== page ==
I've just finished The Fifth Witness, Michael Connelly's latest legal thriller, which features Mickey Haller. [You may remember him from The Lincoln Lawyer, about to be released as a movie]. In this new novel, the L.A. lawyer, who uses the back seat of his Lincoln town car as his office, has switched from criminal defense work to "foreclosure defense." The plot thickens as Haller elects to defend one of his mortgage foreclosure clients who has been charged with murder.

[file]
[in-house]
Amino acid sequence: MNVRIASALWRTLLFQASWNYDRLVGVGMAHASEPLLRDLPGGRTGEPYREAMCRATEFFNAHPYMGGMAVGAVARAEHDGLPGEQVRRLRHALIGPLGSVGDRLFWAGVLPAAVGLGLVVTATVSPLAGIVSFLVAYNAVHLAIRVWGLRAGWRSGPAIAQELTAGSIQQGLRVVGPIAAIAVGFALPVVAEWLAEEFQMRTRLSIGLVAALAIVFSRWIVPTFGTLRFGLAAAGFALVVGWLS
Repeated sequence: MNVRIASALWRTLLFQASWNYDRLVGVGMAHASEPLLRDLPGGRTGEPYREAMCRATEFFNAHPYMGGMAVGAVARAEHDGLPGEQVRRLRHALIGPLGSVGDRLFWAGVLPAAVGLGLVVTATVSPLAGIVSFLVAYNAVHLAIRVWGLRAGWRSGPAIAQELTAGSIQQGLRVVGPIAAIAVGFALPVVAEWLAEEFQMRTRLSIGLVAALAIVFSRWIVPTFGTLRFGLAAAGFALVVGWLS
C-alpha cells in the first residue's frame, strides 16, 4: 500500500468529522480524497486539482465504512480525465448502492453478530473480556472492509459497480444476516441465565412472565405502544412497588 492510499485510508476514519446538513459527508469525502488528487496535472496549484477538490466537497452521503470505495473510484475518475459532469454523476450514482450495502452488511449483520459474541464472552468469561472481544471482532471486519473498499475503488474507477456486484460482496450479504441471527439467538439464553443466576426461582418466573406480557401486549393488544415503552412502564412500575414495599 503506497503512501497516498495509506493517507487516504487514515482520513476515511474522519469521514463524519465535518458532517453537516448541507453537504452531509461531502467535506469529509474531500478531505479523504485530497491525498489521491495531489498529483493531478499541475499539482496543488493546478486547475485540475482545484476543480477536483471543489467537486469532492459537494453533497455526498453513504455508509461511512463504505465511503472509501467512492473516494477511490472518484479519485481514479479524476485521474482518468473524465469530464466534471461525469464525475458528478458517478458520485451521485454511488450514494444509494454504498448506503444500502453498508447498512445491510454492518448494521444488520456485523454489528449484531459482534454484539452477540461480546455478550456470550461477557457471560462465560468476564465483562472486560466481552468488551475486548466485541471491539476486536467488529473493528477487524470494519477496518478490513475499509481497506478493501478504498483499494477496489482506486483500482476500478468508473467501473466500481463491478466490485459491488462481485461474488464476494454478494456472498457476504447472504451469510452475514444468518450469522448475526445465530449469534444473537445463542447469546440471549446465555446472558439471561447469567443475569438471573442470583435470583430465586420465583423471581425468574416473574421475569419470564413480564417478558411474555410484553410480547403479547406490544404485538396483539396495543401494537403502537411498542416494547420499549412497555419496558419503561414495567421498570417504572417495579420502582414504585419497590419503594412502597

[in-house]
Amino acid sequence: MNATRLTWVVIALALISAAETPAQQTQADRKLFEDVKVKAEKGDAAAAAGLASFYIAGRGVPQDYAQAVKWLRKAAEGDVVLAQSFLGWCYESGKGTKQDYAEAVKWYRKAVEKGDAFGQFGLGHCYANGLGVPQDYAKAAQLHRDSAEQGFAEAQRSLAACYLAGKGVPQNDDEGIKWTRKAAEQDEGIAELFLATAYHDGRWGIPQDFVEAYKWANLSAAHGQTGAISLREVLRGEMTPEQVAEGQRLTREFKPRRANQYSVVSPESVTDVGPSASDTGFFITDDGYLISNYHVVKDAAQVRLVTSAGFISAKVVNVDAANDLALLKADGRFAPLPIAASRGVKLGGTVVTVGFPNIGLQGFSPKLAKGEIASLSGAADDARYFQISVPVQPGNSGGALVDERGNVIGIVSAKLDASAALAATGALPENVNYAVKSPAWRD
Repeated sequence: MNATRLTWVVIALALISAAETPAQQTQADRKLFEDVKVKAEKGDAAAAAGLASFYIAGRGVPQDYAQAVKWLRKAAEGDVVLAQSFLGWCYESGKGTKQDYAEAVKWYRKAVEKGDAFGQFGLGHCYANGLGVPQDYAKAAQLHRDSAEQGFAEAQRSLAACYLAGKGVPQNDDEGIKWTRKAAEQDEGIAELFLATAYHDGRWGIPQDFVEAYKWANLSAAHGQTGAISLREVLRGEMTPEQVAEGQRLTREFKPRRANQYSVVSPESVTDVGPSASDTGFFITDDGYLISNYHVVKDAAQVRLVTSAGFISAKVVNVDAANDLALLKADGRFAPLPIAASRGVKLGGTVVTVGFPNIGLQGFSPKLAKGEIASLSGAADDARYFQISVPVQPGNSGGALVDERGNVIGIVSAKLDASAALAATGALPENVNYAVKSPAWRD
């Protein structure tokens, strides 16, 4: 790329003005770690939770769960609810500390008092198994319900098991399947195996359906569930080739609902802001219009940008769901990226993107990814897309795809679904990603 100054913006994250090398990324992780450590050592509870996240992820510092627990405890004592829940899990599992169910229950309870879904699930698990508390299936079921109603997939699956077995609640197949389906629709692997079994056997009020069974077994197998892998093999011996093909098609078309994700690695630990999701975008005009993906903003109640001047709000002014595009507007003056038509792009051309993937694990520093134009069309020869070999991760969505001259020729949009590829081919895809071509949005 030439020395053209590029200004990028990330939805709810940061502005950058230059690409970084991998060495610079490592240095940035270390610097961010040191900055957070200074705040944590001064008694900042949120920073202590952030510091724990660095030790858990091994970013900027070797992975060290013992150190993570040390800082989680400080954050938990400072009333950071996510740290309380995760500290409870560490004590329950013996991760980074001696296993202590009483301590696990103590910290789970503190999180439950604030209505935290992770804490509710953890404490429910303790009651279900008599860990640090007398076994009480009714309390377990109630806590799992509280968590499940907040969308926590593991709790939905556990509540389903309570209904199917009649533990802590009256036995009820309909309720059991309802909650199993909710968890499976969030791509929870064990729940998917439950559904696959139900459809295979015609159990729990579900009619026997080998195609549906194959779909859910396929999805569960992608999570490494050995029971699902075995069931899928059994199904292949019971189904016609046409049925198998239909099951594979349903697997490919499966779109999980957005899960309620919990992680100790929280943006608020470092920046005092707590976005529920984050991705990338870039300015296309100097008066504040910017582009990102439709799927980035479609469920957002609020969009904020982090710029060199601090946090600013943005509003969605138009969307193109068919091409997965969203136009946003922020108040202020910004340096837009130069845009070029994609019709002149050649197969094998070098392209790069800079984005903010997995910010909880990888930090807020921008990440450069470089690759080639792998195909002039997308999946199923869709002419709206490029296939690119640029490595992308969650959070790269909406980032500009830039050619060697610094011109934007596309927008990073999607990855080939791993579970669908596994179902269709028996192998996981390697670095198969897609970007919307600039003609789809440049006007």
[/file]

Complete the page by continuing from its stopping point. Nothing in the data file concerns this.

As the story unfolds, Mickey Haller crafts an impressive effort to interject reasonable doubt at the trial. He struggles to work in "the fifth witness." Connelly's understanding of the obscure and mysterious world of mortgage foreclosure is fascinating.
I have to confess that the fine points of the mortgage industry's much criticized practices have largely gone unnoticed by me. It is only coincidence that brings Michael Connelly's novel and me together at the same time that the Michigan Court of Appeals has decided, for publication, a case finding some mortgage foreclosure practices illegal under Michigan law for exactly the same reason that Haller's clients were able to successfully defend against foreclosure by publication.